16

As mentioned by Peter, a private key is a random 256 bit blob. It is a common oversight that there're no restrictions. It has to be valid for the secp256k1 curve, which means two conditions: cannot be zero must be less than the order of the curve (called n and has a value of ffffffff ffffffff ffffffff fffffffe baaedce6 af48a03b bfd25e8c d0364141) In ...


16

Etherscan adds them on a case-by-case (manual) basis for now. You can add a comment to the address and then contact them asking for it to be added. However, I'm not sure if there is some sort of "importance" threshold you must meet. The initial names that were added were things like Poloneix and Kraken, as it helped users immensely to be able to see that ...


16

Ethereum addresses are 160 bit hashes, meaning there are 2^160 possible hashes. Per the birthday problem, the chance of a collision rises to 50% when there are about 2^80 accounts created. To give you an idea of how unlikely that is, if every person on earth spent all their time doing nothing but generating Ethereum accounts, and they generated one a second,...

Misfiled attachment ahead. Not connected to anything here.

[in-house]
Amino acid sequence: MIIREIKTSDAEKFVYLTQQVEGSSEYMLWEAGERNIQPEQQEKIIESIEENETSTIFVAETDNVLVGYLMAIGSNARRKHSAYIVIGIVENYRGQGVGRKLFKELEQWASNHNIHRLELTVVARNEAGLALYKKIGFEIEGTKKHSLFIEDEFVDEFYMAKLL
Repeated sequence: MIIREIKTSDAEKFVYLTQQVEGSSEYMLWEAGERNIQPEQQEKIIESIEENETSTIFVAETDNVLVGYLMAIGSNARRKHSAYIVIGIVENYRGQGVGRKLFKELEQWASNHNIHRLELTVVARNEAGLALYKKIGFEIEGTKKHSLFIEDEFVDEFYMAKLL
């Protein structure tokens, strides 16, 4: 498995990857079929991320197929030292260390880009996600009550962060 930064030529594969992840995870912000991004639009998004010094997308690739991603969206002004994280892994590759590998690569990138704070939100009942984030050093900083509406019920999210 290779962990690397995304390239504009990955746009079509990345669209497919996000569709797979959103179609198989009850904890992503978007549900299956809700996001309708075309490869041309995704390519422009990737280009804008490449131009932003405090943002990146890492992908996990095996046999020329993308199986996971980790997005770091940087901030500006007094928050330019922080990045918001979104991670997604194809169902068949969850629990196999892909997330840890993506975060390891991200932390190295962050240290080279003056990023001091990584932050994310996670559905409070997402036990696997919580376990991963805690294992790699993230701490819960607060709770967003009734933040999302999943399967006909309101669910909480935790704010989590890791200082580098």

16

I haven't yet got to the point where I can test any of these things, but my gut feel is that the Singleton Nonce Manager would be the way to go, with a few enhancements: Make it a singleton transaction sender That has a maximum buffer or 'head' of pending transactions per 'from' address that matches or is less than the maximum number of transactions that ...


15

If you want to build a explore like etherscan.io, you need to crawl all data in ethereum network and save all txs in the db. There is no direct rpc method to obtain all transactions related to the account.


15

Seems like you can unlock it for as long as the geth instance is running using a 0 as duration parameter: web3.personal.unlockAccount("address", "pass", 0);